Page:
Sometimes Mormon culture seems to perpetuate the idea that women exist solely as a helpmeet or support person for others (namely their husband and children). We often define ourselves in relation to other people, and while it’s wonderful to be focused on relationships, we may unintentionally begin to lose sight of own selves. When it comes
Recently, I was interviewed by “Good Things Utah” as to what is the secret to a happier, healthier marriage. And really, who doesn’t want this kind of marriage? One in which both partners feel connected, valued, and loved. From my 20+ years of experience as a clinical counselor, I’ve found that fostering the skill of empathy can really make all the difference for couples.
To talk about how families can better share the load of family chores and unpaid work, we took to social media to see what our viewers’ thought about these issues. Here are a few questions we received:
I recently sat down with the hosts of “Good Things Utah” to discuss a concern in family life that many, many women seem to experience: the division of household labor.
Have you ever noticed how much we label each other? Particularly as women, we tend to put each other in boxes: there’s the Pinterest mom, the Amazon-Prime mom, the athlete mom, the working mom, the stay-at-home mom, and the list goes on. In life, we need to organize things to make sense of them in our brains, but it can be problematic when we try to categorize people as well. Human beings are multi-dimensional, and labels, even positive ones (“the pretty one,” or “the smart one”), can be limiting. Here are some strategies to move beyond this and see each other as really people:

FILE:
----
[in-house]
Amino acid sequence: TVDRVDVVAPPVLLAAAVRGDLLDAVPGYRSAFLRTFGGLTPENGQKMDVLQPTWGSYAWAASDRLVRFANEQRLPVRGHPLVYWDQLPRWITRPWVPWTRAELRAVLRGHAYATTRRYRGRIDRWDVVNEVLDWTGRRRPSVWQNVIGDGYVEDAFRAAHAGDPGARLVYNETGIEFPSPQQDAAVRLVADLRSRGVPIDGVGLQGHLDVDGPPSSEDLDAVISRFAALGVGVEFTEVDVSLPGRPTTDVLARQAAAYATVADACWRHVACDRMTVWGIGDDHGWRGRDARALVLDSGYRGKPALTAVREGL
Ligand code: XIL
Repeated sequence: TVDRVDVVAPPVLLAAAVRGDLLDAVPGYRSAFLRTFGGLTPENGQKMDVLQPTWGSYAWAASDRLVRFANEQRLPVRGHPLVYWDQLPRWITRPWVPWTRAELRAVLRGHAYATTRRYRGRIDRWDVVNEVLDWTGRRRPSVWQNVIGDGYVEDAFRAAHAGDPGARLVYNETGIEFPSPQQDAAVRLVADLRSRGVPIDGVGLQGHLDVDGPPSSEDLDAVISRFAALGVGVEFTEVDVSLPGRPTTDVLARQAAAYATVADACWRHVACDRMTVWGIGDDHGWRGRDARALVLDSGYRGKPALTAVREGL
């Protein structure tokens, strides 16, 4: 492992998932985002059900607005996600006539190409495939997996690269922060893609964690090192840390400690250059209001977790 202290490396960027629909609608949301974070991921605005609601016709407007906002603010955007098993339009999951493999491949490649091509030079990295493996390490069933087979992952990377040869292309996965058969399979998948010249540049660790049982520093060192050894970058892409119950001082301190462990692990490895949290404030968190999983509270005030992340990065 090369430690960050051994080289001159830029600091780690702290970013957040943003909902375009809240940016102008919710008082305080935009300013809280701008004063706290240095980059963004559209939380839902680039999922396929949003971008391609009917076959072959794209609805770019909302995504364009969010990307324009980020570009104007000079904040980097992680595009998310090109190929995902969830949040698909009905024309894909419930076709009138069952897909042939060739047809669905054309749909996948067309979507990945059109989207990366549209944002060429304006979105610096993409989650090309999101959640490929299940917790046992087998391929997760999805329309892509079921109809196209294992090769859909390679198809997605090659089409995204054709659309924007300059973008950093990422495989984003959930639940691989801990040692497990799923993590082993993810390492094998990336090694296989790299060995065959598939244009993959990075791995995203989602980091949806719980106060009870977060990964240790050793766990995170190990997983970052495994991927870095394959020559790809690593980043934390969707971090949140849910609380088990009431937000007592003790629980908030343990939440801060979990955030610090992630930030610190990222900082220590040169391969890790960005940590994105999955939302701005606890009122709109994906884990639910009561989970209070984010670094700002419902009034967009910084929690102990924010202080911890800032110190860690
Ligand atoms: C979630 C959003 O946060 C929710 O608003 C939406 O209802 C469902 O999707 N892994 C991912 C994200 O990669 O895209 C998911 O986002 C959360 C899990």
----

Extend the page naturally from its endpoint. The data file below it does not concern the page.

February is all about L-O-V-E. We all know the excitement of falling in love, of being completely and totally enamored with someone else. Who doesn’t love roses, chocolates, and candlelit dinners for two? But the truth is that when February is done, when the honeymoon phase of a relationship is over, real love is a lot of work. It can be challenging, painful even, but it can ultimately help us learn and mature, both individually and together. Here are a few ways that love is a growth process:
Most all of us have experienced drama at one time or another. Maybe it’s with a gossipy co-worker, an overbearing family member, or a nosy friend. But how do you know if you yourself are the one being overly dramatic? Self-awareness is key, but the problem is that most people who really struggle with this are entirely oblivious to the fact. Here are some questions to ask yourself to determine whether or not you’re a drama queen (as well as some tips to help you not let drama get the better of you):
1. Do I lash out with others when I’m not included?
In my clinical practice, I’ve often seen this manifest in relationships with in-laws. For example, a woman I worked with was upset when her mother-in-law had a fun outing with others in the family but didn’t include her. If this kind of situation happens to you, how would you handle it? Some might take extreme offense, harbor great resentment, become overly dramatic, and lash out. Others may stay silent and conceal that it was painful to be excluded. But I challenge my readers to assume positive intent and then simply ask for what you want. It’s okay to say something like, “That was probably a fun thing you all did. It hurt me a little to not be invited. I’d love to be included next time around.”
–> Avoid the drama by being direct and assertive and not lashing out or gossiping.
You hear about kids walking in on their parents in the bedroom, but how do you handle it when you get caught by your in-laws? I have never been interviewed on this topic before…
In light of Robin Williams recent suicide, I wanted to share a colleague’s anonymous story of her own battle with depression and suicidality.
There are two things I’d like you to know about me. The first is that I’m a therapist, a clinical social worker with well over a decade of experience. I run a successful private practice and am very happily married with three children. The second is that for many years in my early twenties, I suffered from severe, treatment-resistant depression.